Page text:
Heavy equipment manufacturers have for some time now been constantly looking for ways to cut costs out of the production cycle and increase efficiencies. While this was a priority before COVID-19, it has become even more important today.
In response, virtually-focused production technologies are now being reviewed and planned to help with equipment production.
Widely known as augmented reality (AR), this technology is partnered with its sister technology virtual reality (VR).
AR is a promising technology since it can improve the way equipment manufacturers operate as well as how the business customer, and even consumers, interact with products and services. For many, this is still a concept and not yet a reality. However, a recent survey shows that businesses are beginning to rapidly enter the planning and implementing stages.
A rise in manufacturers going virtual
Fifty-six percent of business leaders polled1 said they have implemented some form of AR/VR technology into their organization over the last 12 months, and another 35% said they are considering doing so. More than a quarter (27%) said they have fully deployed an AR/VR solution and are looking to scale further.
A business can transform how they capture, manage, and communicate information through AR technology. This transformation can be seen both within a business and its prospects and customers. Significantly, it can improve the way a business conducts collaborative engineering design reviews, sales and marketing, field service, skills transfer and manufacturing.
Large tech companies like Google, Samsung, HTC, and Microsoft are predicted to dominate the AR market which is expected to have a value of $61 billion USD by 20232.
So, what needs to be known about AR? To begin, a manufacturer must know the earliest advantages of AR come from virtual supplemental productivity on the manufacturing floor; virtual training modules; virtual customer visits; and virtual design and engineering. Businesses should work with a technology provider to get notable and early returns out of AR/VR through mapping of their operational needs to one of these four areas.
A breakdown of where companies are leveraging AR/VR1:
- 60% - Virtual Supplemental Labor on Production Lines
- 53% - Virtual Customer Service Visits
- 53% - Virtual Design & Engineering
- 26% - Employee Training Programs
A heavy equipment manufacturer that needs to keep production cycles flowing yet keeps losing plant workers who are sick from coronavirus is a perfect example of how a business can utilize AR/VR. The manufacturer could use AR/VR technology to assist the build out of trucks and loaders on the production line, as well as virtual tools to help design the new trucks from remote locations. Businesses aren’t the only ones who can make use of AR technology. Equipment customers could employ this technology to see a series of different product and vehicle looks overlaid on their smartphone device when building their ideal truck online.
The right way to launch AR/VR technologies for your business
In order to have enterprise-grade high-quality AR/VR platforms, performance and scale is required. This is tough to achieve since existing systems, such as MS HoloLens, are severely limited in both aspects. Currently, most enterprises have a rich repository of existing complex 3D CAD/CAM models created over the years. These 3D models may vary in their complexity (such as poly count, hierarchy, details, etc.), making it difficult to run on standalone devices, restricted by device limitations.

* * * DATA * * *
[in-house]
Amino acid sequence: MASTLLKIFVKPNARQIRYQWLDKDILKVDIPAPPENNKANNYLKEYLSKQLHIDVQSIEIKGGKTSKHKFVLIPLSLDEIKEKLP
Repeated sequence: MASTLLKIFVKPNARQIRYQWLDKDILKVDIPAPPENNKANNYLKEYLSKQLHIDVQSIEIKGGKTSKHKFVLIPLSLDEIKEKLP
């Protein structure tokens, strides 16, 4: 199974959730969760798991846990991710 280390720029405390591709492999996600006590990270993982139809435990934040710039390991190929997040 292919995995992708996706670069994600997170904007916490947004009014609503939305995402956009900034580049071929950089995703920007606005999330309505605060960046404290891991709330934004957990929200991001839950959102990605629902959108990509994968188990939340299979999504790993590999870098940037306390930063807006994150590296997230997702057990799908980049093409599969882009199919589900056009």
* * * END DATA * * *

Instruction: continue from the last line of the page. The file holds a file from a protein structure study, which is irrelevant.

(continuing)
It is pertinent for businesses to understand that the problem of scalability will continue as richer and larger virtual environments are created. Each of the different hardware platforms will cause the cycle to repeat, creating difficulty for any enterprise to move from experiments and pilots to full-scale deployable solutions. Overall, this issue will stunt the speed of innovation and effectiveness.
Device limitations continue to effect existing AR/VR systems by restricting their ability to generate and work within most cloud environments, which is essential to co-locate and precisely fuse the virtual objects on top of physical objects in the real world with complex surfaces, and varied lighting and environment.
Though this is a significant challenge, manufacturers are overcoming it by partnering with AR/VR platform providers that leverage distributed cloud architecture and 3D vision-based AI. These cloud platforms provide the desired performance and scalability to drive innovation in the industry at speed and scale.
The next wave of technology innovation is here and will fundamentally change the way businesses operate today. AR/VR technology will help in the new wave of technology by merging the digital and physical world to create a better, smarter, and more efficient way of operating. Organizations that take the initiative, leverage these technologies and partner with the right technology provider to help scale appropriately without having to stunt technological growth will take a leadership role.
This article was contributed by Grid Raster Inc.
About the Author
Dijam Panigrahi is co-founder and COO of Grid Raster Inc., a leading provider of cloud-based AR/VR platforms that power compelling high-quality AR/VR experiences on mobile devices for enterprises.